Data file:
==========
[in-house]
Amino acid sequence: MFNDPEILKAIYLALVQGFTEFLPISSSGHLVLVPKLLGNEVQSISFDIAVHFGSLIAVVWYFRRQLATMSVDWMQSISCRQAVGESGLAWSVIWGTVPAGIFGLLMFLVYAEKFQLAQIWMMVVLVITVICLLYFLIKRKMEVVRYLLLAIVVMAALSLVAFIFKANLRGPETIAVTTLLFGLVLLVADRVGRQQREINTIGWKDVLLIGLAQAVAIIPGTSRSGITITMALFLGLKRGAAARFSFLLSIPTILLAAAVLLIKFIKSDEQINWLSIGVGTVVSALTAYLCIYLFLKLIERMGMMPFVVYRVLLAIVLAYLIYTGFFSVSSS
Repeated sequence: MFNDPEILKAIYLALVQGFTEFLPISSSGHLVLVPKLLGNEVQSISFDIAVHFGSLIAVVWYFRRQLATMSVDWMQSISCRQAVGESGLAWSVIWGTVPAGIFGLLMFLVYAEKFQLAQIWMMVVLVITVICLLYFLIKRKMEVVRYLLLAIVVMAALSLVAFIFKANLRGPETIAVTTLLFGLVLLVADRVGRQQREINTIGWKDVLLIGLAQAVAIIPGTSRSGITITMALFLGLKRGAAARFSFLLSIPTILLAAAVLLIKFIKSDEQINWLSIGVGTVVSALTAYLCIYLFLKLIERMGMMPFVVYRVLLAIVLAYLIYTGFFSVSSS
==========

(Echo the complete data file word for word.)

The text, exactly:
[in-house]
Amino acid sequence: MFNDPEILKAIYLALVQGFTEFLPISSSGHLVLVPKLLGNEVQSISFDIAVHFGSLIAVVWYFRRQLATMSVDWMQSISCRQAVGESGLAWSVIWGTVPAGIFGLLMFLVYAEKFQLAQIWMMVVLVITVICLLYFLIKRKMEVVRYLLLAIVVMAALSLVAFIFKANLRGPETIAVTTLLFGLVLLVADRVGRQQREINTIGWKDVLLIGLAQAVAIIPGTSRSGITITMALFLGLKRGAAARFSFLLSIPTILLAAAVLLIKFIKSDEQINWLSIGVGTVVSALTAYLCIYLFLKLIERMGMMPFVVYRVLLAIVLAYLIYTGFFSVSSS
Repeated sequence: MFNDPEILKAIYLALVQGFTEFLPISSSGHLVLVPKLLGNEVQSISFDIAVHFGSLIAVVWYFRRQLATMSVDWMQSISCRQAVGESGLAWSVIWGTVPAGIFGLLMFLVYAEKFQLAQIWMMVVLVITVICLLYFLIKRKMEVVRYLLLAIVVMAALSLVAFIFKANLRGPETIAVTTLLFGLVLLVADRVGRQQREINTIGWKDVLLIGLAQAVAIIPGTSRSGITITMALFLGLKRGAAARFSFLLSIPTILLAAAVLLIKFIKSDEQINWLSIGVGTVVSALTAYLCIYLFLKLIERMGMMPFVVYRVLLAIVLAYLIYTGFFSVSSS